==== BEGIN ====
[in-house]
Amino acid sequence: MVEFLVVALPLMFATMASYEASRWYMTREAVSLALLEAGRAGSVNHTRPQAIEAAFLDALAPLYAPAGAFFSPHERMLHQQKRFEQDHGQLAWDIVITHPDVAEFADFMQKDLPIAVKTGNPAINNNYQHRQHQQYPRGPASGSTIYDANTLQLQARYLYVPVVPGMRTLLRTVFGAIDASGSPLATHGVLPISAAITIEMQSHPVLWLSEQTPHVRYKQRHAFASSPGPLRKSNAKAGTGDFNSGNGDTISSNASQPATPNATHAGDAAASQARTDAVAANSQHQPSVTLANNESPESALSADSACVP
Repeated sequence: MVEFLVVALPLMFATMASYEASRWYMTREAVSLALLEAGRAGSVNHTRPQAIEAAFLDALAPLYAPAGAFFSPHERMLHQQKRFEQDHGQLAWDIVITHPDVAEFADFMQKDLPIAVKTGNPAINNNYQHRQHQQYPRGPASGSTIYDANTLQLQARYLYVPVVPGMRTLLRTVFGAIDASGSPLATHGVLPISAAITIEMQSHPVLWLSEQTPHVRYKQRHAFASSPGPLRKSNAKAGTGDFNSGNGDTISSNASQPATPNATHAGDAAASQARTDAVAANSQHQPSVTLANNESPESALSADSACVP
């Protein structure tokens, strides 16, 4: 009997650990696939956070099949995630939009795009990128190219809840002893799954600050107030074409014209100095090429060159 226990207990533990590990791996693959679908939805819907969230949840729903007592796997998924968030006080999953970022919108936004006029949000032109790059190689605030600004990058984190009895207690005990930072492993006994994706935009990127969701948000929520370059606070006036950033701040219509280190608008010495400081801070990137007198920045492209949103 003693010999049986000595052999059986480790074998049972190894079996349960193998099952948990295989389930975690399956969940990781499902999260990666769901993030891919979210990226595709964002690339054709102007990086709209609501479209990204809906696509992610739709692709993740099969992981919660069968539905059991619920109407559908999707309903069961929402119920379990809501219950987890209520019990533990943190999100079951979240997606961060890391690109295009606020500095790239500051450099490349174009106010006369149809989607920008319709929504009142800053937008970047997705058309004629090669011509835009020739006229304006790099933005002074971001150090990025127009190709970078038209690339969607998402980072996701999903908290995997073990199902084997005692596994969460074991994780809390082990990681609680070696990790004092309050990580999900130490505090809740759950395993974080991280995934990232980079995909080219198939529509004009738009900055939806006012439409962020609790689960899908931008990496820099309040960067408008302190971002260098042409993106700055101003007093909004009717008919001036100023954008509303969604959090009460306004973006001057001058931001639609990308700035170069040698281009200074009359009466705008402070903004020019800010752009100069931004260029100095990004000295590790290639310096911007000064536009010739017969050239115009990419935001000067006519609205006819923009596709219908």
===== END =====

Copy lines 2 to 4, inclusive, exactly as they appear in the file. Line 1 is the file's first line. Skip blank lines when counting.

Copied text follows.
Amino acid sequence: MVEFLVVALPLMFATMASYEASRWYMTREAVSLALLEAGRAGSVNHTRPQAIEAAFLDALAPLYAPAGAFFSPHERMLHQQKRFEQDHGQLAWDIVITHPDVAEFADFMQKDLPIAVKTGNPAINNNYQHRQHQQYPRGPASGSTIYDANTLQLQARYLYVPVVPGMRTLLRTVFGAIDASGSPLATHGVLPISAAITIEMQSHPVLWLSEQTPHVRYKQRHAFASSPGPLRKSNAKAGTGDFNSGNGDTISSNASQPATPNATHAGDAAASQARTDAVAANSQHQPSVTLANNESPESALSADSACVP
Repeated sequence: MVEFLVVALPLMFATMASYEASRWYMTREAVSLALLEAGRAGSVNHTRPQAIEAAFLDALAPLYAPAGAFFSPHERMLHQQKRFEQDHGQLAWDIVITHPDVAEFADFMQKDLPIAVKTGNPAINNNYQHRQHQQYPRGPASGSTIYDANTLQLQARYLYVPVVPGMRTLLRTVFGAIDASGSPLATHGVLPISAAITIEMQSHPVLWLSEQTPHVRYKQRHAFASSPGPLRKSNAKAGTGDFNSGNGDTISSNASQPATPNATHAGDAAASQARTDAVAANSQHQPSVTLANNESPESALSADSACVP
């Protein structure tokens, strides 16, 4: 009997650990696939956070099949995630939009795009990128190219809840002893799954600050107030074409014209100095090429060159 226990207990533990590990791996693959679908939805819907969230949840729903007592796997998924968030006080999953970022919108936004006029949000032109790059190689605030600004990058984190009895207690005990930072492993006994994706935009990127969701948000929520370059606070006036950033701040219509280190608008010495400081801070990137007198920045492209949103 003693010999049986000595052999059986480790074998049972190894079996349960193998099952948990295989389930975690399956969940990781499902999260990666769901993030891919979210990226595709964002690339054709102007990086709209609501479209990204809906696509992610739709692709993740099969992981919660069968539905059991619920109407559908999707309903069961929402119920379990809501219950987890209520019990533990943190999100079951979240997606961060890391690109295009606020500095790239500051450099490349174009106010006369149809989607920008319709929504009142800053937008970047997705058309004629090669011509835009020739006229304006790099933005002074971001150090990025127009190709970078038209690339969607998402980072996701999903908290995997073990199902084997005692596994969460074991994780809390082990990681609680070696990790004092309050990580999900130490505090809740759950395993974080991280995934990232980079995909080219198939529509004009738009900055939806006012439409962020609790689960899908931008990496820099309040960067408008302190971002260098042409993106700055101003007093909004009717008919001036100023954008509303969604959090009460306004973006001057001058931001639609990308700035170069040698281009200074009359009466705008402070903004020019800010752009100069931004260029100095990004000295590790290639310096911007000064536009010739017969050239115009990419935001000067006519609205006819923009596709219908």